Discussion in 'Techforge' started by gturner, Dec 17, 2014.
Two of the three needed engines failed to relight. It hit the water at 300 mph.
After seeing the successful launch of the Falcon Heavy (and the even more impressive recovery of the two boosters) I'm actually starting to believe that something is going to come about from Space X's efforts. When you have an actually flight ready heavy lift booster it opens all sorts of possibilities. I'm also impressed that a modern heavy lift rocket is finally moving away from solid fueled boosters.
Should have been The Man Who Sold the Moon
The absolute coolest part for me was the camera that was tracking the one booster in as the engines re-lit for landing. It was like a scene out of NuBSG, but real!
Elon Musk (aka Ol' Musky) arriving at work this morning:
Does anyone know what SpaceX's goal is for booster retrieval and what percentage they need get back to stay profitable? 2 out of 3 sounds pretty good to me but does it make their goal?
Or maybe like that?
They're keeping their cards pretty close as far as what is needed for profitability. I think their goal is for 100% retrieval. I don't know how many flights the things are good for. My Estes lasted about 5 before they got lost on someone's roof.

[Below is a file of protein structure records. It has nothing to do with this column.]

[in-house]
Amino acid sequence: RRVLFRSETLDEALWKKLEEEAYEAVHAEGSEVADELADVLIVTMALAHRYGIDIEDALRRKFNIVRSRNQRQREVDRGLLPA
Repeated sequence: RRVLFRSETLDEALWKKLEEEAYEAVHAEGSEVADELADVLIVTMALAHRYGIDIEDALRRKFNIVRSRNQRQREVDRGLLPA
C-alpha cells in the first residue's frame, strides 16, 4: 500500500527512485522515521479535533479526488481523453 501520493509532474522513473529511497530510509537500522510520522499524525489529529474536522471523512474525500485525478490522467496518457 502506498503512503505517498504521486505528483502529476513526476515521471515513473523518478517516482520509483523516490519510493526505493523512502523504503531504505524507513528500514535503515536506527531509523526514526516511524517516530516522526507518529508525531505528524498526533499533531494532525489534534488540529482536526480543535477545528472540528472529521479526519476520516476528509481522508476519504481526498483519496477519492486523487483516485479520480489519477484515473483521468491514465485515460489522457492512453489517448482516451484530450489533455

They are pretty close to 100% landings of boosters for the latest Falcon 9 launches. I think the only one they let go was a geosynchronous launch that didn't have enough fuel to make it back. google google:
In January 2016 Musk evaluated the likelihood of success to approximately 70 percent for landing attempts in 2016, hopefully rising to 90 percent in 2017; he also cautioned that the company expected "a few more RUDs", referring to the term Rapid Unscheduled Disassembly, a humorous euphemism for destruction of the vehicle. As of 15 December 2017 Musk's prediction was not far off the mark, as five out of eight flown boosters (63%) were recovered in 2016, and 14 out of 14 (100%) so far in 2017. Three GTO missions for heavy payloads were flown in an expendable configuration, not equipped for landing.
Landing the core booster on a Falcon Heavy presents greater challenges. I think they'll get it right soon. But there aren't many customers for Falcon Heavies. For what it's worth, the two outer boosters were previously-flown Falcon 9s. Something that made FH more cost effective to build now.
Starman's in for the full ride:
More at link
Man that gif looks just like a clip from a 50's sci-fi flick.
Two candles coming down! (You'll want the sound on.)
And yes, those were sonic booms you heard.
Perhaps, but that's undignified for a #bondvillain
I can see my house!
[flatearther]Also, proof that the earth is flat!!! [/flatearther]
Round and round she goes!
Not mentioned in the article is that the car's in a bit of a Mars cycler orbit, meaning it'll pass close to Earth in about 11 years. So, when that happens, both Tesla and SpaceX can expect a lot of free publicity.
Somebody needs to photoshop a beat up version of the Tesla into the pics of V'ger.
SpaceX delays launch until the 21st.